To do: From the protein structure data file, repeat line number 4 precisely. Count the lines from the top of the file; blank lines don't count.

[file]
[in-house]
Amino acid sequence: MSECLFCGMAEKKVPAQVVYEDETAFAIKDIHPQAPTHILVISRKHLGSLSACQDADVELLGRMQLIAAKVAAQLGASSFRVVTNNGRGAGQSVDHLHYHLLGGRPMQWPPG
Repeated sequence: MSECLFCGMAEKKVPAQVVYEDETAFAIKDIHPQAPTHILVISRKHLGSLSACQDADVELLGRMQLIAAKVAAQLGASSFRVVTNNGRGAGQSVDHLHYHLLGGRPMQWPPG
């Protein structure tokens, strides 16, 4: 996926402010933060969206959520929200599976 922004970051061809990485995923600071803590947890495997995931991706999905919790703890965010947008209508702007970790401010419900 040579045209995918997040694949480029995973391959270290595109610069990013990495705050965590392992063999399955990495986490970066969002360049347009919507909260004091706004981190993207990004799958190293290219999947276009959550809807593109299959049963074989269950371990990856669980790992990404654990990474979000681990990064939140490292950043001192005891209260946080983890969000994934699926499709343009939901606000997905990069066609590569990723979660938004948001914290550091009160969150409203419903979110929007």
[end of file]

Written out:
């Protein structure tokens, strides 16, 4: 996926402010933060969206959520929200599976 922004970051061809990485995923600071803590947890495997995931991706999905919790703890965010947008209508702007970790401010419900 040579045209995918997040694949480029995973391959270290595109610069990013990495705050965590392992063999399955990495986490970066969002360049347009919507909260004091706004981190993207990004799958190293290219999947276009959550809807593109299959049963074989269950371990990856669980790992990404654990990474979000681990990064939140490292950043001192005891209260946080983890969000994934699926499709343009939901606000997905990069066609590569990723979660938004948001914290550091009160969150409203419903979110929007």